It's his name that strikes you first: Tiger. They don't call it the "eye of the shark," or lion, or bear. It's "eye of the tiger," and it seems to strike the cord and essence of competitive sports in the fullest and purest way.
Not only are there plenty of lessons to be found in the competition on it's own, but the athletes themselves offer even an even brighter picture of what it means to be a fitness professional in every sense of the word.
So as we watch the 2014 Olympics, where we celebrate hundreds of athletes' superhuman capabilities, aptitude and skill, we should remember to routinely celebrate those same qualities that racecar drivers exhibit almost every week.
To stay strong for all the show-stopping flips and balancing acts she does on ice, Gracie Gold focuses on her core in the gym. Her favorite do-anywhere move? Core rotations with a resistance band, which target her obliques.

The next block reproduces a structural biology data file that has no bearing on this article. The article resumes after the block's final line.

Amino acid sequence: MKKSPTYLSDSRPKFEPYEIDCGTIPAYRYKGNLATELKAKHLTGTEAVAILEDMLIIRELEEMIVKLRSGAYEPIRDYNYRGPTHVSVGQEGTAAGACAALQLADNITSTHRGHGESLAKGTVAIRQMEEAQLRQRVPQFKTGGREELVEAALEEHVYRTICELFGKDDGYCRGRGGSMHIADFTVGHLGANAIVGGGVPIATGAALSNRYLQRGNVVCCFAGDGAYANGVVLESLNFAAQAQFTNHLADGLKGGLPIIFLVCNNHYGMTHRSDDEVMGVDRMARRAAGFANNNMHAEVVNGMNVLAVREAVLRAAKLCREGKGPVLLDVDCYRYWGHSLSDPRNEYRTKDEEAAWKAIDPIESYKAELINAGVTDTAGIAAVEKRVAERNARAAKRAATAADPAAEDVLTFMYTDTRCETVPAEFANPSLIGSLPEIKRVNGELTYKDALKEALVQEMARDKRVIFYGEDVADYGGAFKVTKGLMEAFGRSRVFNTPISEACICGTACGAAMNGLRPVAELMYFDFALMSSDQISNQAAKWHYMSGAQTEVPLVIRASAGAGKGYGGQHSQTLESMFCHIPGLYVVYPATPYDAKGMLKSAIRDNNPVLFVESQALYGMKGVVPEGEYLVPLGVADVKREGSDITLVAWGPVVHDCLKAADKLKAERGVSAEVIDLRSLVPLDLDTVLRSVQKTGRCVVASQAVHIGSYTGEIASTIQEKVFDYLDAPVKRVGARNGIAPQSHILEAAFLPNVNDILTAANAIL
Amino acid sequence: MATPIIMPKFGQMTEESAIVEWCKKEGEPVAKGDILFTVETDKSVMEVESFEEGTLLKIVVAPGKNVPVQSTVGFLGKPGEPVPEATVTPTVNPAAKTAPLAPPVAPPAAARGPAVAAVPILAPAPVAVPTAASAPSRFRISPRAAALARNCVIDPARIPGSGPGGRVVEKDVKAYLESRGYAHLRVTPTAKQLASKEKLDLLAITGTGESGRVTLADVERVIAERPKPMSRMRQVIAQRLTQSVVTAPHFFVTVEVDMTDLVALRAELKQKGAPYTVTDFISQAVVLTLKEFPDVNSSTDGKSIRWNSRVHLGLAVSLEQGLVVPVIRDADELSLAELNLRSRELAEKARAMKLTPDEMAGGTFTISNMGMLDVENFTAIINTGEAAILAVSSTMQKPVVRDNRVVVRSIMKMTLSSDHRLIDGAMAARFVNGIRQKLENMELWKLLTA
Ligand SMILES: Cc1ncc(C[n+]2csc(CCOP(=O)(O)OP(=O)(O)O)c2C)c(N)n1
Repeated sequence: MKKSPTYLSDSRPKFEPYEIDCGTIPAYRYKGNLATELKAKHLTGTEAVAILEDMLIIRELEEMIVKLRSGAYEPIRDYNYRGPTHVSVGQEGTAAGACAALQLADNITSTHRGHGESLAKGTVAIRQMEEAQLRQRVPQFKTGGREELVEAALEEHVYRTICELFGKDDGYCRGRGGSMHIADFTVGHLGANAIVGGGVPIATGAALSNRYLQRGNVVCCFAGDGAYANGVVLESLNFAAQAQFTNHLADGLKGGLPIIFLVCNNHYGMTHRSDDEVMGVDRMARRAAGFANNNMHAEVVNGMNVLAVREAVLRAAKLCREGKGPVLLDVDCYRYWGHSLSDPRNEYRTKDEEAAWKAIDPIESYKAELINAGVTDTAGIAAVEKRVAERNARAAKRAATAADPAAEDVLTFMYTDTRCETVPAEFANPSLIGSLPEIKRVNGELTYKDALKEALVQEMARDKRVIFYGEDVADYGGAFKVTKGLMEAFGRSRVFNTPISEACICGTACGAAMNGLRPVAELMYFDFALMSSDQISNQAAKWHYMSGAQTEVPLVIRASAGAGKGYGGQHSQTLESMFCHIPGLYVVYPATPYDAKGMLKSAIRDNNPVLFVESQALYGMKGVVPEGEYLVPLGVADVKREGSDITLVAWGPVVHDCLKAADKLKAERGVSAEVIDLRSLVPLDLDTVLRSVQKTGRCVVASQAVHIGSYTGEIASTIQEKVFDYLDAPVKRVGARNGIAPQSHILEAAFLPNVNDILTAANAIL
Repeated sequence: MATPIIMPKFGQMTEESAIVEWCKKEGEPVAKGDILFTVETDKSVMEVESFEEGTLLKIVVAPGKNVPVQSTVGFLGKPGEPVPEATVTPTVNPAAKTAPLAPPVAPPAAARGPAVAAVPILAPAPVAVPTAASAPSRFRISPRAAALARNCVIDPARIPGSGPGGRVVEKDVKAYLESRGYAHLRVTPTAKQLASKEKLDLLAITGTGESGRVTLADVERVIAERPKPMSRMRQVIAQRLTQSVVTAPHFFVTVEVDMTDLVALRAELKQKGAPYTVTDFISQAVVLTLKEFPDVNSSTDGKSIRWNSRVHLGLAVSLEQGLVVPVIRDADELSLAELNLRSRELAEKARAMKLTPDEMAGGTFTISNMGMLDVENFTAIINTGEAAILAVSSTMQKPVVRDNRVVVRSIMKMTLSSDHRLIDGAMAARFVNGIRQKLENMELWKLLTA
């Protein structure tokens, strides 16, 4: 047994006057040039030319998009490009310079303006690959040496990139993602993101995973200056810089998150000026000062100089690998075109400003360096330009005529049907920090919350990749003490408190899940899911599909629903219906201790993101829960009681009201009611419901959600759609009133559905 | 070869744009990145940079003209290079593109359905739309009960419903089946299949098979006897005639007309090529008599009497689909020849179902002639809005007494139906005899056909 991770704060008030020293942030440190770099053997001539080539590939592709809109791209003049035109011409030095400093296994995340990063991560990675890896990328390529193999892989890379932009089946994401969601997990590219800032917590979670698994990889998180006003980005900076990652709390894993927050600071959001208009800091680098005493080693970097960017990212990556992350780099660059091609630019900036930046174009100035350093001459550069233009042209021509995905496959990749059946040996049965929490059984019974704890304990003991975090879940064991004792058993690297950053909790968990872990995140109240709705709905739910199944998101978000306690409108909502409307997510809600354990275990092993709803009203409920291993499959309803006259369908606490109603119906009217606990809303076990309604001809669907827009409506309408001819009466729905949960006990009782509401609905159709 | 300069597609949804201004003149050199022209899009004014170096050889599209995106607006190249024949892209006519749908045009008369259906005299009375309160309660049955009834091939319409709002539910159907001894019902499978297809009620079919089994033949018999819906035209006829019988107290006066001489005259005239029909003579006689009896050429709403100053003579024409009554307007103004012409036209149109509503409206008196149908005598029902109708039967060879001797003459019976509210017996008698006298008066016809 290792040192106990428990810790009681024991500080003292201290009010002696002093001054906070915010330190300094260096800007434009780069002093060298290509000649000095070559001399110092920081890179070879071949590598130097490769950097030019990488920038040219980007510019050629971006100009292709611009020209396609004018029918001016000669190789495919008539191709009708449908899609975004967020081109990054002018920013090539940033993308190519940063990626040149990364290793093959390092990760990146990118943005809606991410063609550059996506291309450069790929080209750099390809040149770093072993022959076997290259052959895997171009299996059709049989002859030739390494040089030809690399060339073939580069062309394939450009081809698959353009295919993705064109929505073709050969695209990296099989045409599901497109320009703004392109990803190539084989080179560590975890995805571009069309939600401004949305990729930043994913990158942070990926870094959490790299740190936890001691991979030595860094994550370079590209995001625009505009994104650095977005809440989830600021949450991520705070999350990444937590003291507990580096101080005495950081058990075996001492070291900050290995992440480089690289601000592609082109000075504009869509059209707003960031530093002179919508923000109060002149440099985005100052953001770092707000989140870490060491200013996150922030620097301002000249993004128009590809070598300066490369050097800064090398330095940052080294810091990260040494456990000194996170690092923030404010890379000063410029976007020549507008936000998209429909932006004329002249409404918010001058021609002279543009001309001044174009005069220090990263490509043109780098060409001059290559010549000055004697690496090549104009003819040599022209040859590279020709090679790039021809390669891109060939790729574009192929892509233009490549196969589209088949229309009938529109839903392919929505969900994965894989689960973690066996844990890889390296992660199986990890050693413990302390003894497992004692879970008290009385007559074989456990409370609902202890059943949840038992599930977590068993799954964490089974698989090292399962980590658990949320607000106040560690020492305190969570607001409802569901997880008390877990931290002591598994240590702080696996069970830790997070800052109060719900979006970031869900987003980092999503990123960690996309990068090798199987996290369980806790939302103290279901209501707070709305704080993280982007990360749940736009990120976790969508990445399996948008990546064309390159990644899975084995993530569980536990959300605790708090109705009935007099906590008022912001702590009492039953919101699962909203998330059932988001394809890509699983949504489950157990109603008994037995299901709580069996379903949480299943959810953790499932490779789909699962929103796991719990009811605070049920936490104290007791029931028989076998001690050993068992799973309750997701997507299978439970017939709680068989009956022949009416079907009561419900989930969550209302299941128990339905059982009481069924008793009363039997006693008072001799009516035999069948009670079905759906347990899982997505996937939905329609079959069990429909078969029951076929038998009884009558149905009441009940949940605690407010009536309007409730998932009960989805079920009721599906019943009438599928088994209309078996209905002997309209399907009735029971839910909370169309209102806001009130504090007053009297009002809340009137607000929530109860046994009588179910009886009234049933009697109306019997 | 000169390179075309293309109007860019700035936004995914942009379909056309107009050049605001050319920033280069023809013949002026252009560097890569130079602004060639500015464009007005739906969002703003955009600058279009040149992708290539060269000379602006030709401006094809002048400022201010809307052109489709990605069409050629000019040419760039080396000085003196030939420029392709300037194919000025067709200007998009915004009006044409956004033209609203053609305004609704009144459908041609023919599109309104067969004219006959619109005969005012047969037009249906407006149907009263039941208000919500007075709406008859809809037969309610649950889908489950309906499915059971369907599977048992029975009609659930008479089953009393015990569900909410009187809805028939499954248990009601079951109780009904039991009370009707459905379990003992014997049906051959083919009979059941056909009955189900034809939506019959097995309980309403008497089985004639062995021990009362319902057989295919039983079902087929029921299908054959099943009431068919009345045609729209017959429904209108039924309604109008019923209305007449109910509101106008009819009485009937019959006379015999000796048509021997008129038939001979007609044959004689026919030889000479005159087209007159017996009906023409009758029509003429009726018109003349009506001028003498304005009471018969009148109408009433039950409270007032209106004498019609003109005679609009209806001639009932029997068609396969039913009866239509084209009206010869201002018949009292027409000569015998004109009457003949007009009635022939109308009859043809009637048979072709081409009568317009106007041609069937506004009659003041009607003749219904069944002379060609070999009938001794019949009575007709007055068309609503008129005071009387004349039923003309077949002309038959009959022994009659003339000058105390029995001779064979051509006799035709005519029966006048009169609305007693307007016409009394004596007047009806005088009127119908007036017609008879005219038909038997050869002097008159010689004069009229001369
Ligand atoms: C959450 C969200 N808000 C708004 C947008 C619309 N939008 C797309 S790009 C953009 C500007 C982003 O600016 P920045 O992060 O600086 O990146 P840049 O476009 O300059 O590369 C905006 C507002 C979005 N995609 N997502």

How can we translate that champion mentality that we see at the World Championships into a powerful mindset that can help us on a daily basis? Here's how you can apply this mental training to your fitness and your life.
If a job seeker exhibit the drive, determination and work ethic of a champion but happens to lack sufficient experience, hiring managers should take the time to train and teach these candidates. In the long run, the payoff will be well worth it.
In watching the Olympics I too often feel I'm being bullied to root against others, to define myself as what I'm not. This is a way of thinking that is likely to become more prevalent over the next decade.
Elite athletes do not possess superhuman powers or extraordinary qualifications limited to a selected few. The characteristics that make a champion can be attained and developed by anyone who wants to excel in sports, business or in life.